For this post I wanted to dive into some of the work I’ve been doing for my Master’s thesis in the Transportation Research Lab at McMaster. Our lab has a partnership with the folks at SoBi Hamilton, who manage the city’s bike share program. If you don’t know what a bike share program is, it is a service that allows customers to rent bicycles as a low-cost transportation method. Customer’s just pick up and drop off the bikes at hubs located across the city. Each bicycle is equipped with a GPS receiver, which tracks each bike’s location. GPS-equipped bikes are now the standard for bike share programs across the world as they help to prevent any bikes being lost from the fleet due to vandalism. A side-effect of GPS tracking is that it gives transportation researchers unprecedented amounts of data to explore how people are using bicycles to move around the city.

SoBi Hamilton Bicycles at a hub, which acts as the pick-up/drop-off location.

GPS is considered a gold standard in transportation research, as it passively collects route trajectories and spatial location (although positional readings may be off by a couple metres) without having to rely on travel diaries, which are time-intensive to conduct and rely on participant memory/willingness to participate. Through our partnership, our lab has access to virtually every GPS route made by a SoBi user since the program’s inception back in 2015. Of course, routes are fully anonymized so we can’t see who made the trip – that would be creepy! This gives us a wealth of information, as over one million trips have been conducted using these bikes. Therefore, this data can be used as a basis to examine active transportation problems within the SoBi service area of Hamilton.

Hub locations and service area for SoBi Hamilton

So, how do we make use of the data? The original trip data is not in a particularly useful format – it’s basically just a table with start/end times, coordinates, trip durations, and some other minor variables. There are also the raw GPX files that contain nothing more than a point ID and some coordinates. The first thing to do is process the data with python to convert .GPX trip files to a .CSV to make it into a more workable format. Then the .CSV file is brought into RStudio (a development environment for the R statistical language used for data analysis and manipulation) and enriched using data from the trip table. This gives each GPS point an exact time when it was recorded, allowing the full route to be ascertained. At this point, the data is brought into a comprehensive tool called the GIS-based Episode Reconstruction Toolkit (GERT), which was created by a former lab member, Dr. Ron Dalumpines. This tool was built using ArcPy and features multiple stages with modules for processing GPS data. The first module used is for GPS Preprocessing. This module takes in raw GPS data and uses data cleaning procedures to remove invalid points. Invalid points are those that contain identical GPS coordinates within a trip, and outliers (e.g. points that have speeds greater than 50m/s).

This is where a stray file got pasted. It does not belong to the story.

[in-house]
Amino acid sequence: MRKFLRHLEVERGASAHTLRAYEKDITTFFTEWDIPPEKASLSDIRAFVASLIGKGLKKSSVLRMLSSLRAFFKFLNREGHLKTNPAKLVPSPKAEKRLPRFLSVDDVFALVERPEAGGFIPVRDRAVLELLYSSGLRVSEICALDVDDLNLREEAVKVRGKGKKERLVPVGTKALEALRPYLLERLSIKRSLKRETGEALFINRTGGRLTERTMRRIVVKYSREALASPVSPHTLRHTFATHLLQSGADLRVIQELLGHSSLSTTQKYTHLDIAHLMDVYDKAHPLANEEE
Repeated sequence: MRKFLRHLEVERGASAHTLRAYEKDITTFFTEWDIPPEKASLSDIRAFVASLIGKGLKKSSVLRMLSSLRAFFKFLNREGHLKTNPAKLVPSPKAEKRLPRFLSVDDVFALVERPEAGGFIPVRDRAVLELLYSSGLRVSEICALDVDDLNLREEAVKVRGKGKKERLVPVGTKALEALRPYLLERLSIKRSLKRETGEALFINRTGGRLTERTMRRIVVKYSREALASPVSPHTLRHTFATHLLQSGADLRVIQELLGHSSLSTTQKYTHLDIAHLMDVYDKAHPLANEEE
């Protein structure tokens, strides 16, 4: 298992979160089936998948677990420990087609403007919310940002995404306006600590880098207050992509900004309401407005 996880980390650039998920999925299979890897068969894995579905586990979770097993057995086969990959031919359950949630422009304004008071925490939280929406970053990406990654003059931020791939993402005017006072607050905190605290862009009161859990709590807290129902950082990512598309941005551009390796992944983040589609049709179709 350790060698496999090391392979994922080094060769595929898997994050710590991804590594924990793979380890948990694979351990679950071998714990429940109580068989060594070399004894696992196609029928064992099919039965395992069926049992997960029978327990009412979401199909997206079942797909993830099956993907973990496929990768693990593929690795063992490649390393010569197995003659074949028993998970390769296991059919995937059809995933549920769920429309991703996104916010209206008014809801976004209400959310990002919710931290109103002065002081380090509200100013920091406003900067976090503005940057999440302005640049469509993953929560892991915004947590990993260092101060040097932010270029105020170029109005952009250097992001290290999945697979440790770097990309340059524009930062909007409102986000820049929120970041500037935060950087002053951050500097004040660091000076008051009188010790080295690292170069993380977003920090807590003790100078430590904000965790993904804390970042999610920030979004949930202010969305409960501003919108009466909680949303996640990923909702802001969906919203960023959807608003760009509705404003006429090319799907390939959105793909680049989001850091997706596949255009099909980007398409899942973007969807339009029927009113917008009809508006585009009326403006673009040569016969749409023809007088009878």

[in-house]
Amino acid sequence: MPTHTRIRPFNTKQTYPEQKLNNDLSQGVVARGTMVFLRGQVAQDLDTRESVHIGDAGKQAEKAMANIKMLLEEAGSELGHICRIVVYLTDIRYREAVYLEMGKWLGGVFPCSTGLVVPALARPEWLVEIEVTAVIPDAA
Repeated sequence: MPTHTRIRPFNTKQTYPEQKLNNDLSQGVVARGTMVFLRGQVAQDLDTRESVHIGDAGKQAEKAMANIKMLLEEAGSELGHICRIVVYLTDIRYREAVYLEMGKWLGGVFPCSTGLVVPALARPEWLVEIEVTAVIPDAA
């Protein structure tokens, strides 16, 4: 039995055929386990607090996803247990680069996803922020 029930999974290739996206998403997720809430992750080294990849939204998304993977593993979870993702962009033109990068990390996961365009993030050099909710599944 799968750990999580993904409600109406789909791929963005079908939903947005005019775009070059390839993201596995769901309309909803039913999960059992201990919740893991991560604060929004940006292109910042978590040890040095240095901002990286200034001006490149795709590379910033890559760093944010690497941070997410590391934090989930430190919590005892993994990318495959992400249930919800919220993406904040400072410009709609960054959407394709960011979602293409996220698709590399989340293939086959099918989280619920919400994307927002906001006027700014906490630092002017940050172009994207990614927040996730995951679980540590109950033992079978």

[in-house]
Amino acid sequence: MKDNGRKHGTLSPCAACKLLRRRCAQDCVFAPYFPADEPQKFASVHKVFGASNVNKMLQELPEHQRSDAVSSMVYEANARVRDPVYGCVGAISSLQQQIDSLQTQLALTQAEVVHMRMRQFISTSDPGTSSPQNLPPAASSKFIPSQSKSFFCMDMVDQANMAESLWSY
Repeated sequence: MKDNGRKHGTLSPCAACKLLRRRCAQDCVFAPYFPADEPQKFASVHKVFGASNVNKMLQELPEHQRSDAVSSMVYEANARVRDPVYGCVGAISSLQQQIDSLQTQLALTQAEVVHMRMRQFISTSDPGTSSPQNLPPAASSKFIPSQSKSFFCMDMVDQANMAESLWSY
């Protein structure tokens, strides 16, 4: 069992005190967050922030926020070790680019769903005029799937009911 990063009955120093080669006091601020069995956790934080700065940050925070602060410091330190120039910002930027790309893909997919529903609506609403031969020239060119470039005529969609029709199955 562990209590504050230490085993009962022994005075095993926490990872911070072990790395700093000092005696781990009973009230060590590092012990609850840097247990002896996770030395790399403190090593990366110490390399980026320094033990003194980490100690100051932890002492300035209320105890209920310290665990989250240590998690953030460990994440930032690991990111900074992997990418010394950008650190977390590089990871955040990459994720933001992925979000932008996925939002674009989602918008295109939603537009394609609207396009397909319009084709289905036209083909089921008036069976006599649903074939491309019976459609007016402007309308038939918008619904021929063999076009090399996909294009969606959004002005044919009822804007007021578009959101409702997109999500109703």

The GERT tool and all of its modules inside of ArcToolbox

The next step is to bring the data into the GPS Trip Segment Extraction Module (TGEM). This module takes the sequences of GPS points that comprise a unique travel episode using the start and end times of each point. The resulting GPS trajectory is then exported as a unique shapefile.

Example of the TGEM Output. Here you can see three different GPS trajectories, two originating from the same SoBi hub and all three ending at the same one.

These shapefiles provide a great visualization of GPS routes and at this stage can be used for spatial analysis, but in order to take advantage of the Network Analyst tools inside of ArcGIS they need to be matched to an actual road network. As part of my research, I have constructed a cycling network for Hamilton that combines roads and trails (both official and unofficial). Since cyclists do not have to always travel on roads and in some cases don’t even follow the correct direction of traffic, the network was constructed with the goal of successfully matching with as many GPS trajectories as possible. In a nutshell, the map-matching tool converts the GPS points into a polyline, then creates a buffer around the line. All the network features inside the buffer are then selected and the route solver inside of Network Analyst determines the shortest path between the first and last point, creating a new shapefile of the now network or map-matched route.

A visualization of the map-matching process. In (a) the polyline is created from the GPS trajectory. In (b) a buffer is created around the polyline. In (c) the shortest path between the origin and destination point is generated.

Unfortunately, the map-matching process takes a while to run. For my thesis, I am going to complete the process for every SoBi trip made in 2018, which will likely take an entire month to complete, and that’s with 3 different computers running the process in 3 different instances of ArcMap at the same time. On the bright side, it gives me some time to start writing my thesis!

I hope you found this interesting! If you would like to learn more about the tools involved in making this work I have included some links below.

Thanks for reading,


For more information on the GERT tool:

For more information on the map-matching process, the full article can be requested here: